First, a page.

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Friday, June 28, 2013

The Literary Time Machine

Aside from a selfish and illogical desire to live forever, here's an additional delusional reason I want to be alive 100 years from now: To facilitate discussions circa 2115 about literature of the late 20th and early 21st century. I'm dying to know what discerning readers of the early 22nd century make of the novels from our era that are still being read.

After stopping full time work, I set several guidelines for my reading life. Among those was returning to the established literary canon to read something by any author I hadn't yet sampled. So far, this is not going so well. Could be my picks; could be timing; could be I'm hopelessly stuck in my own time. But whatever it is, often while reading something from the 19th or early 20th century, I'm a bit flummoxed. Just two days ago, I found myself saying aloud "Answer the question!!" to yet another character giving a maddeningly indirect answer to a very straightforward question posed by a different character. In that moment of reading frustration I began wondering about those 2115 readers. How will they perceive the speaking and writing rhythms of our time? I want to hear those people discuss the dialogue and characters of Toni Morrison, Philip Roth, Anne Tyler. That is, if those three current giants make it to the canon.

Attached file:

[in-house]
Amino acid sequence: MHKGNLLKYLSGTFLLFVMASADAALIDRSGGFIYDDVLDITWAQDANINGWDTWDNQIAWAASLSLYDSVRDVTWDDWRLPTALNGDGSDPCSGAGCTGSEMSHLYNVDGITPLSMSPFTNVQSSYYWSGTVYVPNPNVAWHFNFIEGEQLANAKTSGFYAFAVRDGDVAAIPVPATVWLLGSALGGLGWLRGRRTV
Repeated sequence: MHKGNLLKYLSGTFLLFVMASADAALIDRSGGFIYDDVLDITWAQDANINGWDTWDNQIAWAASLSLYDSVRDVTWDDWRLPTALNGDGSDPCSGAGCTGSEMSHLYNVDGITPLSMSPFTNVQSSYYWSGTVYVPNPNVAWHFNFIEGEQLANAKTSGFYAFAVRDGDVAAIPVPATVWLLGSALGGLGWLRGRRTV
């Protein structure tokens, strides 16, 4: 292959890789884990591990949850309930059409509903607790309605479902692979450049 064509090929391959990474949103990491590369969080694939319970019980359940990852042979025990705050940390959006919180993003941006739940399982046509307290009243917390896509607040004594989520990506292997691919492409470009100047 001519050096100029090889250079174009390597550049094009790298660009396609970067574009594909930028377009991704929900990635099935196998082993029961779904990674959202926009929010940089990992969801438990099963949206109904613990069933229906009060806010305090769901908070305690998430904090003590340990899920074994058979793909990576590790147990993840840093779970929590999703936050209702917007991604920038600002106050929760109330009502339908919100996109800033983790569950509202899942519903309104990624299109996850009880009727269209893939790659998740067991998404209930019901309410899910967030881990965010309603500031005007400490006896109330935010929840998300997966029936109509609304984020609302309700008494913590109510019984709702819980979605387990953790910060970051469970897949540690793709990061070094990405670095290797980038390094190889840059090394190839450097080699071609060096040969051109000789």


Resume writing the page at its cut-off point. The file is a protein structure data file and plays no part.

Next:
As always, my hope is some of you will shed your light on this subject. I once had a work colleague, an English Lit major, who was horrified when her college professor first extolled and then assigned John Updike's short story "A&P". After completing the assignment, hating the story, and forsaking any future with Updike, she was anxious to get back to Jane Austen, the Bronte sisters, Henry James, etc. My trip in the literary time machine? The exact opposite. My recent visit to Victorian England in the late 19th century had me aching for late 20th century noise, like ... John Updike. And though I'm not giving up on the canon, now  those 2115 readers are in my head.

2 comments:

  1. All 22C lit w/b writn n shrthnd. F n txt @all.

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    1. So clever, my dear; wish I'd seen it (or reacted if I did see it) when you wrote it.

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